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Josh Ourada fell 200 feet while free-soloing in Yosemite this spring, and lived to talk about it

Essential questions to ask during your doctor's visit, at every age

A body in motion will inevitably need a little maintenance

All types of athletes can benefit from quicker instincts

Shorts, tees, swimsuits, gin... must be almost summer!

These tools are suitable for beginners and hard-charging athletes alike

Recent studies looking into a phenomenon known as post-traumatic growth show that it's possible to thrive after challenging life events. Here's how.

Cultivate calm with these home-studio essentials

Setting high goals is great, but how you deal with falling short determines how long you’re willing to keep chasing them

What to do when you can’t be active in the same way

When Joe Stone crashed his paraglider into a mountain, his days as an athlete were supposed to be finished. But Joe had other plans.

Tight shoulders? Work the small end of the hook into the sore muscle and pull slightly, kneading the tissue into submission. Choose from two hooks and three other knobs so you can dial in the angle and pressure.

Imagine a foam roller that doesn’t move—that’s the idea behind the curve ball. Set it on the ground (or wall if you want lighter pressure) and dig it into the tissue that needs work. It’s less pin-pointed than the Beastie Ball, but does the trick for your shoulders and lower…

Trigger Point makes some of the best foam rollers, but the MB5—a five-inch round, dense foam ball—delivers a deeper tissue massage than your typical roller. Set it on the ground and roll out your glutes, lower back, calves and quads. It’s like a complete lower body massage.

Climbers: if you’re spending a lot of time on the hangboard, your digits need love. This tiny massager provides 360 degrees of pressure as you roll it up and down your overworked phalanges. Pro tip: keep it hooked on your keys, so you can massage on the go or when…

You’re actively running and cycling, but your partner’s on the sidelines. Here are tips on coping with this challenging dynamic.

Dialing in your nutrition when you’re on the couch can be hard, especially for an active person. Here’s what you need to know.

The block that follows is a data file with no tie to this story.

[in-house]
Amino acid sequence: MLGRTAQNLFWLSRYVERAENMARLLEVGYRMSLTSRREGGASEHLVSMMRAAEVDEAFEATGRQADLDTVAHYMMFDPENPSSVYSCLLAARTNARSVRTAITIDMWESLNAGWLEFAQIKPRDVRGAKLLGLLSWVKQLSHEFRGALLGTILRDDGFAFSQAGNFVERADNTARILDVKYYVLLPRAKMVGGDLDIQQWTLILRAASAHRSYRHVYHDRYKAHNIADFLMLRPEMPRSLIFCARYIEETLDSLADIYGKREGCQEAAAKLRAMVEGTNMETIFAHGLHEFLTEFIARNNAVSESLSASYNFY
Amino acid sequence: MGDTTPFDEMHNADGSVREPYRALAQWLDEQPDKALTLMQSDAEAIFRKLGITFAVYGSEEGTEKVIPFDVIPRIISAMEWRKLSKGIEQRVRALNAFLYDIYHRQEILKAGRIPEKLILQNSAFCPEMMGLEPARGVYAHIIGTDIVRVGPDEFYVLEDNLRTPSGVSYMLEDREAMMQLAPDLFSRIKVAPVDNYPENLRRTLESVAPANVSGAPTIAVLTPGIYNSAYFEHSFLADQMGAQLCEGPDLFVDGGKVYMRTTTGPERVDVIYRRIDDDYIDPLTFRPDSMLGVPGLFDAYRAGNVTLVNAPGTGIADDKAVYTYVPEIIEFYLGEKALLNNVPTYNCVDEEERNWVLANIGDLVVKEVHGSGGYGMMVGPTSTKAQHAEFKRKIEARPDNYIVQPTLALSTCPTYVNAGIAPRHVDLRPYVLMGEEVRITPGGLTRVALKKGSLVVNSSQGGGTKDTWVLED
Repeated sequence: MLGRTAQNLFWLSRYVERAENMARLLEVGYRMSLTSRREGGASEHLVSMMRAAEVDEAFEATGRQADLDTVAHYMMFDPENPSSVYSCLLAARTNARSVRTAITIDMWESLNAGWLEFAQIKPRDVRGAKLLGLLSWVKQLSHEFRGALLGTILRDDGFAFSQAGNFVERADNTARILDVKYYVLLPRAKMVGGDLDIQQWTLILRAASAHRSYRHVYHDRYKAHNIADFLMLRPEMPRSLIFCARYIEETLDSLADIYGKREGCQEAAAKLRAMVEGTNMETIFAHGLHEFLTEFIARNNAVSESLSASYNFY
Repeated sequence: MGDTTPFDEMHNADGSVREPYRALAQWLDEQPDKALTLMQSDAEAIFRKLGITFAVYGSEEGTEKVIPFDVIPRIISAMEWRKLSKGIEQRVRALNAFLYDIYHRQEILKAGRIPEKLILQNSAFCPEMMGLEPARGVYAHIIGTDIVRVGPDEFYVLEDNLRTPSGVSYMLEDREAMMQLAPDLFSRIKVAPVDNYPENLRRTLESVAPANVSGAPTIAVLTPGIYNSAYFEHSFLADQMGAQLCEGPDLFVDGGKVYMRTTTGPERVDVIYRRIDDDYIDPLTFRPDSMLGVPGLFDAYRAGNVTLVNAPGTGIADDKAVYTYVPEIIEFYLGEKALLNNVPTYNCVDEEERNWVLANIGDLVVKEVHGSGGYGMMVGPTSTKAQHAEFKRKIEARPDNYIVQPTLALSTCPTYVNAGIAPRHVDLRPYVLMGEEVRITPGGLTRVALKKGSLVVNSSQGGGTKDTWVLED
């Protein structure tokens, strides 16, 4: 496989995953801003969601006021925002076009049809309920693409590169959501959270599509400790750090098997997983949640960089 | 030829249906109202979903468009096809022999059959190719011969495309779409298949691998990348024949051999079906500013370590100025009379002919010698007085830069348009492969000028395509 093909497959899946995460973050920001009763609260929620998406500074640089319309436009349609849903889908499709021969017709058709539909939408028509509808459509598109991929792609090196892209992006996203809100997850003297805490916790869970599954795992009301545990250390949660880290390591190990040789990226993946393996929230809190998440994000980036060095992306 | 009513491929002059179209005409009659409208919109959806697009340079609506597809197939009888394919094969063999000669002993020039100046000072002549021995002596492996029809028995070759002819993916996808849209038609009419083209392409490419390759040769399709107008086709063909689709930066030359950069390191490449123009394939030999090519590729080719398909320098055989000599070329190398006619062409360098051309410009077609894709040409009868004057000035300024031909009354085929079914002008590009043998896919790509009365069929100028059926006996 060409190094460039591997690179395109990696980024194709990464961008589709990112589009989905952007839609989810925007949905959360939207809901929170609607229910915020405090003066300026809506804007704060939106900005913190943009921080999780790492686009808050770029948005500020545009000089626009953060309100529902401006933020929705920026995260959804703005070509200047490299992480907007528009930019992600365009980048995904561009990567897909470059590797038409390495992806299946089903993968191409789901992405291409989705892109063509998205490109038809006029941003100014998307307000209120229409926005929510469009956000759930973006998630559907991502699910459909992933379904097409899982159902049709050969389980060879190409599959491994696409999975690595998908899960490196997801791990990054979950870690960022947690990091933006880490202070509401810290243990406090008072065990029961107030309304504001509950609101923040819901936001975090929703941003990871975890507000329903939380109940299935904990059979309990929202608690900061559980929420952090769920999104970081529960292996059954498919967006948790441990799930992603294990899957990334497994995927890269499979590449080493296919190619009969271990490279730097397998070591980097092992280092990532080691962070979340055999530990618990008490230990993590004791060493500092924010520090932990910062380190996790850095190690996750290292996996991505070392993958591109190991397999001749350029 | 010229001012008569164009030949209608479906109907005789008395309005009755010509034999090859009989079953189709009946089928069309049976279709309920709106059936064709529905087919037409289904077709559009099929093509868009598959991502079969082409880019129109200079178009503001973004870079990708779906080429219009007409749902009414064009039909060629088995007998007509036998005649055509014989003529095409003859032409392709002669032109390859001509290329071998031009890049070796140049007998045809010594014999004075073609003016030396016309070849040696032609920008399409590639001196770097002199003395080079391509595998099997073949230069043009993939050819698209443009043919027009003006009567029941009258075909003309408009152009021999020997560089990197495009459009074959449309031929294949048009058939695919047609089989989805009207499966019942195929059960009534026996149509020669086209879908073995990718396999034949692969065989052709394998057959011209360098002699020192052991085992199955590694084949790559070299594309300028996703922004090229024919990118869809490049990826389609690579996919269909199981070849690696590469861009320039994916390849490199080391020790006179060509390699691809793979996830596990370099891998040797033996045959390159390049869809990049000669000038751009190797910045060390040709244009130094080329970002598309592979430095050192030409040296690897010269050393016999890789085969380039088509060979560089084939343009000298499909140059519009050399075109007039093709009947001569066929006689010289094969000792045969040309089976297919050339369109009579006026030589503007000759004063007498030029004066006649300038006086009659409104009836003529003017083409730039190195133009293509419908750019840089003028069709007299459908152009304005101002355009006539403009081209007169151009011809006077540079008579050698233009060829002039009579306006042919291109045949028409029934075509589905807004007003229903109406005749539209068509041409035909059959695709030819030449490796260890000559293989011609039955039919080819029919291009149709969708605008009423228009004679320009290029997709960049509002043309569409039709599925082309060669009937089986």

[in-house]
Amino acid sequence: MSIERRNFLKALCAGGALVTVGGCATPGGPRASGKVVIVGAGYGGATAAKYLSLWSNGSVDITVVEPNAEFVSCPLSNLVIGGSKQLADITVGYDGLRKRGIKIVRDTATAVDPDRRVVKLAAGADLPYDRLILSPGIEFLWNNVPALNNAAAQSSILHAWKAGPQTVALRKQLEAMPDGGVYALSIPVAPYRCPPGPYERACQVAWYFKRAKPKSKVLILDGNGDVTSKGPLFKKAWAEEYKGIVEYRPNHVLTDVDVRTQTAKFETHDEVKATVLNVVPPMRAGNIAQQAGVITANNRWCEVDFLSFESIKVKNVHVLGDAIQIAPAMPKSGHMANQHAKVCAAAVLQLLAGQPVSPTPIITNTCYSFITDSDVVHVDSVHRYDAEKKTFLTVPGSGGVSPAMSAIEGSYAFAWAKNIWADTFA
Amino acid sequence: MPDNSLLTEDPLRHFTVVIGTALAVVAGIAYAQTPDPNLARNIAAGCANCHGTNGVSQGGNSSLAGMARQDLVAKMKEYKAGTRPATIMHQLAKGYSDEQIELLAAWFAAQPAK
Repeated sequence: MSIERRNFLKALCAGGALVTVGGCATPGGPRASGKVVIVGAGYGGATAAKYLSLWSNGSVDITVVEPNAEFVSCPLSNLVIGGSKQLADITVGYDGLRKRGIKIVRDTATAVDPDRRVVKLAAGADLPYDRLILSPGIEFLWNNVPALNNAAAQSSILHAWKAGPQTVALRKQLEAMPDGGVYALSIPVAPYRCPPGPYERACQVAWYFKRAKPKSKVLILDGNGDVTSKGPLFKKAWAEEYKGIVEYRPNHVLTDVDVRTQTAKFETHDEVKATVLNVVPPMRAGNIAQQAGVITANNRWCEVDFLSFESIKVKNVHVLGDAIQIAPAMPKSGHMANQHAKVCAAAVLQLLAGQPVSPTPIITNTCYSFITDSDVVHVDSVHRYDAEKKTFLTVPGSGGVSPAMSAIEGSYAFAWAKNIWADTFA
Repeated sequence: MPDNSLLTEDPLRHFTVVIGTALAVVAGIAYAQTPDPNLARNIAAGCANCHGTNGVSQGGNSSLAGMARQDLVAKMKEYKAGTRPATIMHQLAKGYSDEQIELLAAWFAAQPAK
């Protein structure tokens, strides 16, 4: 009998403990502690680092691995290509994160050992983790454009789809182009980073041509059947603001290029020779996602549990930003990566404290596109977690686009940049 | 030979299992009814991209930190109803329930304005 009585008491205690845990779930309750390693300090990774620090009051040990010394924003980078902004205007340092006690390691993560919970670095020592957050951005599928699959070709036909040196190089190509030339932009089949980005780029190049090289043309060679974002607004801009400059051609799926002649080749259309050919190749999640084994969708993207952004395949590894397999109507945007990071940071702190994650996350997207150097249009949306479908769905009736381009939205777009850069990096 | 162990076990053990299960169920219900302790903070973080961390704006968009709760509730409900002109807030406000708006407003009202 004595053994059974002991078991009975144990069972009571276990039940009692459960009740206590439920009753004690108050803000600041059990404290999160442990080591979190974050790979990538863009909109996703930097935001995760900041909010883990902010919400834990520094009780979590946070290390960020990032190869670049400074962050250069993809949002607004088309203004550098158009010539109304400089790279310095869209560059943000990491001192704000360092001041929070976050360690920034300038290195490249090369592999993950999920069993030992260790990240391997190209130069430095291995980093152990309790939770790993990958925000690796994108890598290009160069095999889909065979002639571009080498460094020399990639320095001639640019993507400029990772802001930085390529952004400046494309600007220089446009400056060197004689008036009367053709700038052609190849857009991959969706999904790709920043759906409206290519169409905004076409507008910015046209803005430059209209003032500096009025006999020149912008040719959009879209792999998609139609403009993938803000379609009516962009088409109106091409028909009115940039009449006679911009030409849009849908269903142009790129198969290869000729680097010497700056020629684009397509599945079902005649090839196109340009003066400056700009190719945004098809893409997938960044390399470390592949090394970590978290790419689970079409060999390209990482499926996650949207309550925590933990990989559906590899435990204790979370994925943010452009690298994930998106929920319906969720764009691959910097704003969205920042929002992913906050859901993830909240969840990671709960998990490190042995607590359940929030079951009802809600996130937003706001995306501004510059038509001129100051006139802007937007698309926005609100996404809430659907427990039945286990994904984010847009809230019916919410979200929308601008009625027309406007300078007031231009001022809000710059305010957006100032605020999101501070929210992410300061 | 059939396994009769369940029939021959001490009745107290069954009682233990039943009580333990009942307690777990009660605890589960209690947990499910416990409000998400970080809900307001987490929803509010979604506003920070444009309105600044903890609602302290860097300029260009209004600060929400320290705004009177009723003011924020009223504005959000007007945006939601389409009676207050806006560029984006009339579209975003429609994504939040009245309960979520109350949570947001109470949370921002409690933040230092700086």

My partner and I use the LuxFit daily

You have some options beyond that perfectly formulated post-workout beverage

Most of us yearn for more freedom, but structure is key to performance

One of our editors is ready to declare this slightly effervescent libation as the perfect sports pick-me-up

Swap your protein shakes for these cozy beverages packed with protein and electrolytes

Make sure your exercise lover has what they need to sweat this holiday season

Fatigue, writes our columnist, comes in two very different flavors, and fixing each requires a completely different approach

The key is to go all out on the things you feel comfortable doing

This high-tech—and high-priced—workout gear looks like it's out of science fiction

Keep your fingers, shoulders, and back happy with these nine strength and mobility moves

The pandemic is prompting activity-tracking companies to pivot from personal to public health

When excruciating ankle pain threatened to sideline her ski season, one of our hard-charging editors tried Lazarus Naturals' CBD balm as a last resort. It worked—even though she still doesn't know how.

Maybe the debilitating effects of chronic overtraining syndrome are in your muscles after all, not your head or your hormones

There are important decisions to make before and after your recyclables leave your hands

Goods to take you from morning sun salutation to bedtime savasana

There are gentle massage tools, and then there’s the Beastie Ball, which is designed to dig deep into a specific trouble zone. Use it on the floor or with its base, which adds even more pressure. It’s great for big muscles, like the glutes or quads, which can be tough…

The internet is full of gizmos to help your body bounce back from training. These stand out.

The best documentaries from this year's film festivals look at quixotic quests and devastating disasters

The North Pacific right whale has been spotted only a handful of times in 60 years. A marine biologist from Seattle wants to change that.

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